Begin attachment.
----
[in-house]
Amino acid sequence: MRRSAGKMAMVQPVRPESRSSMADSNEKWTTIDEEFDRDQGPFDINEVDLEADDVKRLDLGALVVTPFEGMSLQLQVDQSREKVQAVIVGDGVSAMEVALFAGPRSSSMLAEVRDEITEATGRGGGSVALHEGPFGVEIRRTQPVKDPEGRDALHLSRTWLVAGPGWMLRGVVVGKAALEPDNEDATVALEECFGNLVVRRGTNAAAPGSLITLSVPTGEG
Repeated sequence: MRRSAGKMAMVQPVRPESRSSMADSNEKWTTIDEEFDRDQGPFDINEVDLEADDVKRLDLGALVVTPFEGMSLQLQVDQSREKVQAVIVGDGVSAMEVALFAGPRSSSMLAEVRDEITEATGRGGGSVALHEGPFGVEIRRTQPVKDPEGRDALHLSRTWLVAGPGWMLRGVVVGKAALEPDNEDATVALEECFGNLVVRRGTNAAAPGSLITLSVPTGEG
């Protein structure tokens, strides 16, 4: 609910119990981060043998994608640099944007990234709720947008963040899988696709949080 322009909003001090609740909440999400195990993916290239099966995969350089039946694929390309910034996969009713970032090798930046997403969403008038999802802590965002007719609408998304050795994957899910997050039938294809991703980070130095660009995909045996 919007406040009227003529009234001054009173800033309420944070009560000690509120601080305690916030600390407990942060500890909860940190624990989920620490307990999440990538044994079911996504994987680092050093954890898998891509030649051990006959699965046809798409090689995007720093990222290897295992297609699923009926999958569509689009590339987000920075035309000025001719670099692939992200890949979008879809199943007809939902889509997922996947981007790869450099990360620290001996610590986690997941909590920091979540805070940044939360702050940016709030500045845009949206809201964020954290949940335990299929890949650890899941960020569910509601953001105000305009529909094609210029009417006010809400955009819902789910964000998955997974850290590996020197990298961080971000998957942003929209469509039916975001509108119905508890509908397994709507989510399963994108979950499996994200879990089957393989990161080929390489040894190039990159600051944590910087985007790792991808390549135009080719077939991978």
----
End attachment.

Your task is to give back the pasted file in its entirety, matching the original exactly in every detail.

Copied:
[in-house]
Amino acid sequence: MRRSAGKMAMVQPVRPESRSSMADSNEKWTTIDEEFDRDQGPFDINEVDLEADDVKRLDLGALVVTPFEGMSLQLQVDQSREKVQAVIVGDGVSAMEVALFAGPRSSSMLAEVRDEITEATGRGGGSVALHEGPFGVEIRRTQPVKDPEGRDALHLSRTWLVAGPGWMLRGVVVGKAALEPDNEDATVALEECFGNLVVRRGTNAAAPGSLITLSVPTGEG
Repeated sequence: MRRSAGKMAMVQPVRPESRSSMADSNEKWTTIDEEFDRDQGPFDINEVDLEADDVKRLDLGALVVTPFEGMSLQLQVDQSREKVQAVIVGDGVSAMEVALFAGPRSSSMLAEVRDEITEATGRGGGSVALHEGPFGVEIRRTQPVKDPEGRDALHLSRTWLVAGPGWMLRGVVVGKAALEPDNEDATVALEECFGNLVVRRGTNAAAPGSLITLSVPTGEG
């Protein structure tokens, strides 16, 4: 609910119990981060043998994608640099944007990234709720947008963040899988696709949080 322009909003001090609740909440999400195990993916290239099966995969350089039946694929390309910034996969009713970032090798930046997403969403008038999802802590965002007719609408998304050795994957899910997050039938294809991703980070130095660009995909045996 919007406040009227003529009234001054009173800033309420944070009560000690509120601080305690916030600390407990942060500890909860940190624990989920620490307990999440990538044994079911996504994987680092050093954890898998891509030649051990006959699965046809798409090689995007720093990222290897295992297609699923009926999958569509689009590339987000920075035309000025001719670099692939992200890949979008879809199943007809939902889509997922996947981007790869450099990360620290001996610590986690997941909590920091979540805070940044939360702050940016709030500045845009949206809201964020954290949940335990299929890949650890899941960020569910509601953001105000305009529909094609210029009417006010809400955009819902789910964000998955997974850290590996020197990298961080971000998957942003929209469509039916975001509108119905508890509908397994709507989510399963994108979950499996994200879990089957393989990161080929390489040894190039990159600051944590910087985007790792991808390549135009080719077939991978």